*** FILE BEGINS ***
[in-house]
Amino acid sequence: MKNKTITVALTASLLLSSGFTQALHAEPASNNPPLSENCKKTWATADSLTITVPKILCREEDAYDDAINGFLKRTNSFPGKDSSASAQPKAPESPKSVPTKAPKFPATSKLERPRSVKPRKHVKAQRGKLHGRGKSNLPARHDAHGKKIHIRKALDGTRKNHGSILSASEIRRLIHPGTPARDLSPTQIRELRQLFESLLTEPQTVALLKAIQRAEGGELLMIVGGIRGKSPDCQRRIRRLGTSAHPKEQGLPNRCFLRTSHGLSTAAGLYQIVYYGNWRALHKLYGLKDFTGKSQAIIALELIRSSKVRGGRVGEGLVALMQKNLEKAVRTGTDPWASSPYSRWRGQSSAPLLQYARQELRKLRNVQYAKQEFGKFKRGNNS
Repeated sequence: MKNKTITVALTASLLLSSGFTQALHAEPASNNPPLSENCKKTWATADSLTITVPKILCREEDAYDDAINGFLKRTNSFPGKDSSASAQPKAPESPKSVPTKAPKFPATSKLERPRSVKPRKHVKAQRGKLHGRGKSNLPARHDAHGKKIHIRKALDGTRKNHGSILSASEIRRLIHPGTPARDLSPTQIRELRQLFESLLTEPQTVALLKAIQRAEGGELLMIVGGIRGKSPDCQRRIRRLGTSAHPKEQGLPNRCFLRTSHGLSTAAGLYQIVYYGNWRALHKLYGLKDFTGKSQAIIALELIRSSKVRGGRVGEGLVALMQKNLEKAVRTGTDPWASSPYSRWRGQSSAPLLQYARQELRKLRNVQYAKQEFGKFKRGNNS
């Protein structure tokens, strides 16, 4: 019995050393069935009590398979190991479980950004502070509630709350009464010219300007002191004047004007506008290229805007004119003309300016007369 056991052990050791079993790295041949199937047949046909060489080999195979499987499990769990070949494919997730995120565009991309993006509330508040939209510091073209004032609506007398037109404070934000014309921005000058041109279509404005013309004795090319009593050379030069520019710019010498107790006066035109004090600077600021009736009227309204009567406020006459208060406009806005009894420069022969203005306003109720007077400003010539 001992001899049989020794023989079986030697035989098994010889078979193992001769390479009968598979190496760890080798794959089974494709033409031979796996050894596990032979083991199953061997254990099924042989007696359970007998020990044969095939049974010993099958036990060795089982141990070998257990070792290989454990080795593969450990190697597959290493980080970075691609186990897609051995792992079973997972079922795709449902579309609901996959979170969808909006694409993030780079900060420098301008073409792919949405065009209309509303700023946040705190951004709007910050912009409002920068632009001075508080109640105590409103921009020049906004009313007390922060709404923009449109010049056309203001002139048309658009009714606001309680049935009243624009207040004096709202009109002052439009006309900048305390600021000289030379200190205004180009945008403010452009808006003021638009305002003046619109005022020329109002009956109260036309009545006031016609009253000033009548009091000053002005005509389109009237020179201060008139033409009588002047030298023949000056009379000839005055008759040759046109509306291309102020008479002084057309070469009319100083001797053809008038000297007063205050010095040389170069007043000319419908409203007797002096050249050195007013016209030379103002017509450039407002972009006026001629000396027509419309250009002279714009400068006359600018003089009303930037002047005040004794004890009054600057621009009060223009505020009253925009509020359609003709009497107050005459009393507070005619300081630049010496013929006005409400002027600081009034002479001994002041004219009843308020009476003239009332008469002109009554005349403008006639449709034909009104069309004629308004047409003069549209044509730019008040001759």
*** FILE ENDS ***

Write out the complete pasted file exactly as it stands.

[in-house]
Amino acid sequence: MKNKTITVALTASLLLSSGFTQALHAEPASNNPPLSENCKKTWATADSLTITVPKILCREEDAYDDAINGFLKRTNSFPGKDSSASAQPKAPESPKSVPTKAPKFPATSKLERPRSVKPRKHVKAQRGKLHGRGKSNLPARHDAHGKKIHIRKALDGTRKNHGSILSASEIRRLIHPGTPARDLSPTQIRELRQLFESLLTEPQTVALLKAIQRAEGGELLMIVGGIRGKSPDCQRRIRRLGTSAHPKEQGLPNRCFLRTSHGLSTAAGLYQIVYYGNWRALHKLYGLKDFTGKSQAIIALELIRSSKVRGGRVGEGLVALMQKNLEKAVRTGTDPWASSPYSRWRGQSSAPLLQYARQELRKLRNVQYAKQEFGKFKRGNNS
Repeated sequence: MKNKTITVALTASLLLSSGFTQALHAEPASNNPPLSENCKKTWATADSLTITVPKILCREEDAYDDAINGFLKRTNSFPGKDSSASAQPKAPESPKSVPTKAPKFPATSKLERPRSVKPRKHVKAQRGKLHGRGKSNLPARHDAHGKKIHIRKALDGTRKNHGSILSASEIRRLIHPGTPARDLSPTQIRELRQLFESLLTEPQTVALLKAIQRAEGGELLMIVGGIRGKSPDCQRRIRRLGTSAHPKEQGLPNRCFLRTSHGLSTAAGLYQIVYYGNWRALHKLYGLKDFTGKSQAIIALELIRSSKVRGGRVGEGLVALMQKNLEKAVRTGTDPWASSPYSRWRGQSSAPLLQYARQELRKLRNVQYAKQEFGKFKRGNNS
């Protein structure tokens, strides 16, 4: 019995050393069935009590398979190991479980950004502070509630709350009464010219300007002191004047004007506008290229805007004119003309300016007369 056991052990050791079993790295041949199937047949046909060489080999195979499987499990769990070949494919997730995120565009991309993006509330508040939209510091073209004032609506007398037109404070934000014309921005000058041109279509404005013309004795090319009593050379030069520019710019010498107790006066035109004090600077600021009736009227309204009567406020006459208060406009806005009894420069022969203005306003109720007077400003010539 001992001899049989020794023989079986030697035989098994010889078979193992001769390479009968598979190496760890080798794959089974494709033409031979796996050894596990032979083991199953061997254990099924042989007696359970007998020990044969095939049974010993099958036990060795089982141990070998257990070792290989454990080795593969450990190697597959290493980080970075691609186990897609051995792992079973997972079922795709449902579309609901996959979170969808909006694409993030780079900060420098301008073409792919949405065009209309509303700023946040705190951004709007910050912009409002920068632009001075508080109640105590409103921009020049906004009313007390922060709404923009449109010049056309203001002139048309658009009714606001309680049935009243624009207040004096709202009109002052439009006309900048305390600021000289030379200190205004180009945008403010452009808006003021638009305002003046619109005022020329109002009956109260036309009545006031016609009253000033009548009091000053002005005509389109009237020179201060008139033409009588002047030298023949000056009379000839005055008759040759046109509306291309102020008479002084057309070469009319100083001797053809008038000297007063205050010095040389170069007043000319419908409203007797002096050249050195007013016209030379103002017509450039407002972009006026001629000396027509419309250009002279714009400068006359600018003089009303930037002047005040004794004890009054600057621009009060223009505020009253925009509020359609003709009497107050005459009393507070005619300081630049010496013929006005409400002027600081009034002479001994002041004219009843308020009476003239009332008469002109009554005349403008006639449709034909009104069309004629308004047409003069549209044509730019008040001759």